For climbing on with a fixed rope attached for security (for example, to snow anchors on a steep slope) only one ascender is used, keeping the other hand free for holding an ice axe.

Ascenders are not typically used on free climbing routes, where a climber uses his or her hands and feet on the rock, climbing the features, edges, cracks, and pockets that the route provides without artificial aids. Instead, they are more likely to be used in aid climbing. [2]

Jumar

One such ascender device is a jumar, named for its manufacturer Jümar Pangit, a company in turn named after jumar inventors Adolph Jüsi and Walter Marti. The first iteration of the tool was sold in 1958. The device's name also engendered the verb "to jumar" for the process of using such a device. In jumaring, the second climber (the one who belays the lead climber on the route) uses ascenders to climb the rope instead of climbing directly on the rock. Other terms for this process include ascending and jugging. [3] This process is similar to prusiking, except using an ascender device instead of friction knots.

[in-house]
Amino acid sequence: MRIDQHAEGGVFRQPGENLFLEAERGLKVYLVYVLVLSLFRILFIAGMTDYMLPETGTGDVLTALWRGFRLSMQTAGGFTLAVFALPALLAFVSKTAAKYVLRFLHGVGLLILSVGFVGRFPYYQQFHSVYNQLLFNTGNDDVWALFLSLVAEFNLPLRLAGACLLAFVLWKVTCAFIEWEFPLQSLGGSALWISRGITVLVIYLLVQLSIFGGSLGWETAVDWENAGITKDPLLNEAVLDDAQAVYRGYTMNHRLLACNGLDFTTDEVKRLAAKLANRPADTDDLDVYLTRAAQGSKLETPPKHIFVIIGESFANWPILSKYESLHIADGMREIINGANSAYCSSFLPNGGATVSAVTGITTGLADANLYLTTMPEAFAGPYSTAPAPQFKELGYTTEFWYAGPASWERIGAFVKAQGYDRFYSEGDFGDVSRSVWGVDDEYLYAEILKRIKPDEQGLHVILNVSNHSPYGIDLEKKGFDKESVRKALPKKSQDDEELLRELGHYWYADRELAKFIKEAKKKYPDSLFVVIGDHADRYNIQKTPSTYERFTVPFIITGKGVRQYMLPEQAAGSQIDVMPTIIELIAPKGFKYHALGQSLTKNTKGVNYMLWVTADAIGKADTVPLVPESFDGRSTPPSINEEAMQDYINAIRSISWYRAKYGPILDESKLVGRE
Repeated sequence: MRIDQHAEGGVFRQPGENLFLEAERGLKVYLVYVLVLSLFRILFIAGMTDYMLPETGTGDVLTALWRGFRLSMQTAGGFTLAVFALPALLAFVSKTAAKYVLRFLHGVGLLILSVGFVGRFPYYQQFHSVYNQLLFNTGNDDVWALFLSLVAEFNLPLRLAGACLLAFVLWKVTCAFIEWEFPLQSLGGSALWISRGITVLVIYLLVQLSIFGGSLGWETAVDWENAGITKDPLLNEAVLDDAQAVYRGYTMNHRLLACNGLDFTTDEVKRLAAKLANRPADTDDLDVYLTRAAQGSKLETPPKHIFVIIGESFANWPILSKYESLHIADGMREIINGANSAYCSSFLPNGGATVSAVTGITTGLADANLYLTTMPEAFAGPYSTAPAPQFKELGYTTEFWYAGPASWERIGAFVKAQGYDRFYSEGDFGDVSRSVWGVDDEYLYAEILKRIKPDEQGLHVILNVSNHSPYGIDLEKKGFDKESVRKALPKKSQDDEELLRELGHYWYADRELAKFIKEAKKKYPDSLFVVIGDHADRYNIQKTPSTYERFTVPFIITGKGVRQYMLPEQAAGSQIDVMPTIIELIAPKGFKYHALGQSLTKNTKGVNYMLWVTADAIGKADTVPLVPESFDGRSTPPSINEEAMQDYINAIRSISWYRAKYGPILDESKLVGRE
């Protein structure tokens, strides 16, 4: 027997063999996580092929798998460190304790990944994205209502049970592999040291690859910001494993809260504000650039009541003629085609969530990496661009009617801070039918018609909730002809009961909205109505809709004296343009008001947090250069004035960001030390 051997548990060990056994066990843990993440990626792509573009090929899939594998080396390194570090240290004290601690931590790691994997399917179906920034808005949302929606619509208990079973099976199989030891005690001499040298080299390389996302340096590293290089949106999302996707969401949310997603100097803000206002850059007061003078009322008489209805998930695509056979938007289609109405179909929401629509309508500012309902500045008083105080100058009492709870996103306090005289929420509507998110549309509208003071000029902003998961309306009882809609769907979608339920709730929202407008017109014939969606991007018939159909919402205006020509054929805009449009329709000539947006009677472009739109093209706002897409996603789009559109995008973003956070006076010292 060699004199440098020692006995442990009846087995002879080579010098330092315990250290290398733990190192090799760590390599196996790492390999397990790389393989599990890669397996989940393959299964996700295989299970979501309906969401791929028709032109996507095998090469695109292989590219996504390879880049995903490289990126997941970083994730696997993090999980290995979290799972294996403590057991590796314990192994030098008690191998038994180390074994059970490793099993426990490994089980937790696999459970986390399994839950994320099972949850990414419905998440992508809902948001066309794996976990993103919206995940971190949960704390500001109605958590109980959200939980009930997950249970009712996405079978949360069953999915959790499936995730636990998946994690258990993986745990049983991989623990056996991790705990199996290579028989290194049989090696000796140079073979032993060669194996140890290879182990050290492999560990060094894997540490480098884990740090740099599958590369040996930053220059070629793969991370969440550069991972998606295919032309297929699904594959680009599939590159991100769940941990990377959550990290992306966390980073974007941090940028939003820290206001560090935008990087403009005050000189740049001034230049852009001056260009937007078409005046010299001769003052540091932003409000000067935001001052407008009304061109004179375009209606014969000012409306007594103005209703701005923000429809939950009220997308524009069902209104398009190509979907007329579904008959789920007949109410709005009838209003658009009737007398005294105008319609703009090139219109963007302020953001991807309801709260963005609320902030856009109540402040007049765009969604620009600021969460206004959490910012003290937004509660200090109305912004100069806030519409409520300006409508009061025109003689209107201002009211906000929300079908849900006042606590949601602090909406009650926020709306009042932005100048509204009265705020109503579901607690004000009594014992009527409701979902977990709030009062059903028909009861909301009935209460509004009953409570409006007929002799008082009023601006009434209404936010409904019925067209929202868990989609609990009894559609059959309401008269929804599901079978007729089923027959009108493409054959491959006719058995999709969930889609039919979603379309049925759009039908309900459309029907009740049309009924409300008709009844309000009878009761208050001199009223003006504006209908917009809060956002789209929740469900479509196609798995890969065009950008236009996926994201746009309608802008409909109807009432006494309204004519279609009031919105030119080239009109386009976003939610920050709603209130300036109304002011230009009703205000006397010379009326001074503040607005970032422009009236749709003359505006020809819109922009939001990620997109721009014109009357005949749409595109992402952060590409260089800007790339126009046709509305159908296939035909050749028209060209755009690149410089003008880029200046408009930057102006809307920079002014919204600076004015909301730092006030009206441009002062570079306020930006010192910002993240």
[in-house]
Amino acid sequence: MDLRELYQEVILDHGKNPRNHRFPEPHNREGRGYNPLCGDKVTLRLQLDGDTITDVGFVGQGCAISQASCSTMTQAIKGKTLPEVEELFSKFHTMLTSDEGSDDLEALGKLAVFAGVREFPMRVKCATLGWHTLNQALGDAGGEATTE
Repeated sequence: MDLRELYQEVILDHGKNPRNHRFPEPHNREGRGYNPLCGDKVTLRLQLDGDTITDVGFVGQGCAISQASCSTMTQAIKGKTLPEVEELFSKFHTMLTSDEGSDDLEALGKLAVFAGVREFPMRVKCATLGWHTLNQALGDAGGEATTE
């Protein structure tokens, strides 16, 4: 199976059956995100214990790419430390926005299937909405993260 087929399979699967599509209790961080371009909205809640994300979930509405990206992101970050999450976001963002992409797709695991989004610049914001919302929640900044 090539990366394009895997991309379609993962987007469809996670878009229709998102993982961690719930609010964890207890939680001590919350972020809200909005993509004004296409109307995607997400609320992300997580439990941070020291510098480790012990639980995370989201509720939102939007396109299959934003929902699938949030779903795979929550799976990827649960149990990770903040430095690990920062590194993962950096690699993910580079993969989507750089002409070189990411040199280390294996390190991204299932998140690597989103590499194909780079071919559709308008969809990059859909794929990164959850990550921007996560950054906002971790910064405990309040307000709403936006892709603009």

In his memoir Life Is Meeting, John Hunt, leader of the 1953 British Mount Everest expedition, credits the jumar with enabling climbers "to climb at alpine standards even at high altitudes". [4]

Non-mechanical devices

In place of mechanical ascenders, one or more thin rope slings (or prusik loops) may be used which can be slid along the thicker climbing rope when not under tension. These friction knots will lock under load to enable the climber to use the strength of their leg to step up and ascend the rope. [5] [1] :46–48 Prusik knots are much lighter, but are not capable of taking a dynamic load, such as arresting a falling climber, because they are prone to melting or fusing under such extreme forces. [6]

Single-rope technique